Thursday, 6 June 2013

#13. Bowie In A Box – 21st Century Ox

Dion Barker: bass.
Tim Conlan: bass.
Harry Fahey: drums.
Matt Hewson: saxophone.
Brendan Hoffmann: saxophone.
John Hudson: guitar.
Matt Neal: guitar.
Ruben Shannon: bass.
Richard Tankard: keys.
Matt Wearne: flute.

Music by Dion Barker, Harry Fahey, Matt Hewson, Brendan Hoffmann and Matt Neal.
Written 2002?
Recorded at Motherlode Studios, Warrnambool, 2002.
Produced by Harry Fahey and Tony Peel.
Mixed by Harry Fahey.

Much like The Axolotl, this track was written to capitalise on having two sax players in the band (I think.... My memory – and indeed the band’s collective memory – is a little hazy on the matter). But I'm reasonably sure this was in the setlist so Matt Hewson and Brendan Hoffmann could wail away on their saxophones while drummer Harry Fahey, bassist Dion Barker and myself chugged along underneath.

But when it came time to the hit the studio, the idea was to have more than just two sax players soloing away. Instead, we decided (and I may have to take the blame for this idea) that it would be better to have a heap of musos going nuts over what is essentially a bad blues song.

So we roped in a who’s who of Warrnambool musicians – keyboardist Richard Tankard (Tank Dilemma, Blue Heat, Guy Smiley Trio), guitarist John Hudson, bass players Ruben Shannon (Frisky Go-Cats, Tank Dilemma) and Tim Conlan (Sky Rockats, Slap ‘n’ The Cats), as well as our good buddy Matthew Wearne on flute.

 Tank Dilemma in action. (l-r) Shannon Bourne, Ruben Shannon, 
Brenton Smith (obscured), Matt Hewson, Matt Trenery, and Richard Tankard. 
This band is seriously awesome. "Do yourself a favour." - Molly Meldrum.

Here's Richard Tankard, who very kindly and wittily contributed his thoughts on the track:
"When I was sent this, initially I thought, 'why?'. I had no idea. Then, I heard something 30 seconds in that sounded like me. Aha, I thought; that would be why. Despite this, I still had no recollection on this whatsoever - until about 1.10-1.15 when an extra bar, a 13th one, gatecrashed this 12-bar modulating ... thing. Then, the vaguest of memories came flooding on back. I know not who wrote it, or even if that mystery extra bar was intentional.  I do know that it's a series of 12 bars (except for that rogue 13th) modulating each time, complete with blues ending 1A.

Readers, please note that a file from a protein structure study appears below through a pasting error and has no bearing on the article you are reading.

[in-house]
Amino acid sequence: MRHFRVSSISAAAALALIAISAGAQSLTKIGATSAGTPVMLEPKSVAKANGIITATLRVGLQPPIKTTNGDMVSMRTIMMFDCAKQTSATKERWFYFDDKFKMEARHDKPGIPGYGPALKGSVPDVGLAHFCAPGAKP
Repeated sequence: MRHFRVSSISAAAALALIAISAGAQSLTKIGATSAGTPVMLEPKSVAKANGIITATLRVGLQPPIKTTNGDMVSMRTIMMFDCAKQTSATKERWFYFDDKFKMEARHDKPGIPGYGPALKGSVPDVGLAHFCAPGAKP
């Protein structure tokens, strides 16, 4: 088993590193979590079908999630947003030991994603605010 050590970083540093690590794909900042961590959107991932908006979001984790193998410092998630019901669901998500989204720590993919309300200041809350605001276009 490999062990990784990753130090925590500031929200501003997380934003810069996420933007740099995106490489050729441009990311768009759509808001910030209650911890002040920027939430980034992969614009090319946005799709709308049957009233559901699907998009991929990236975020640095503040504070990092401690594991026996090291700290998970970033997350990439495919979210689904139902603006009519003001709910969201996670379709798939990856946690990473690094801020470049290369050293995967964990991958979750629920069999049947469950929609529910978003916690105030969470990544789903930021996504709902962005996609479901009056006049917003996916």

"It seems everyone is soloing at once (this is not something I would have advised). And in the mix, different instruments are brought randomly to the foreground. Hey, this was a new millennium.

"One final keyboard observation - it's a very dry, non-rotating organ sound.  I know there was a period where my Hammond XB2's leslie and chorus effect went completely on the blink for some months. Sounds like this might have been smack bang in the middle."

If Tank took better care of his equipment, maybe these things wouldn't happen.

Here's Matt Wearne, critiquing his flute playing:
"I wish I'd put in some dynamics, put a bit of guts into it and put some accenting in, sheesh, bit embarrassing. I think it was the first (only?) time I've seen Tony Peel's studio and we talked about Volvos. I was impressed with the reverb-baffling, funky-shaped wooden wall with nice bright woodgrain."

The resulting recording is admittedly a mess, but I seem to recall that remixing this song was one of the few things left on the ‘To Do’ list to finish off 21st Century Ox’s unfinished second album, which I had dubbed The Last Sane Man On Earth and which was recorded some time in 2002 (I think) at Tony Peel’s Motherlode Studios in Warrnambool.

Having said all that, someone (most likely Harry) pulled together a mix that got the general idea across of what we were going for – a bluesy riff rippling with cool solos, fading in and out, from some of the best musos in town.

Here's Harry:
"Yep, definitely my mix. I remember mixing it down a dozen times and trying to remember which solo to pull up when (it came in), as it was back in the days of analogue desks - none of these 'com-pu-ter' thingys."

Harry at the mixing desk at Motherlode Studios 
during the recording of The Last Sane Man On Earth.

The riff itself was an inadvertent rip-off. I’m sure it’s 100 things, because it’s based on a basic pentatonic scale, but the thing it sounds the most like, and which I was listening to a fair bit at the time, was the Ben Folds Five song Kate. I don’t remember copying it, but I do remember realising the resemblance later and thinking, “Damn! This sounds like that!”.

I did like the way it shifted keys, starting in F (I think), then moving to A, then C#, before moving back to F. One of the few things I recall about the recording session with all the special guess was explaining (very badly) about the key changes and the way the song moved between them.

As for the song title, this track was named after Hoffa's cat Bowie. Like all cats, he liked to get into boxes. For some reason, that was enough to become a song title.

Bowie, not in a box.

No comments:

Post a Comment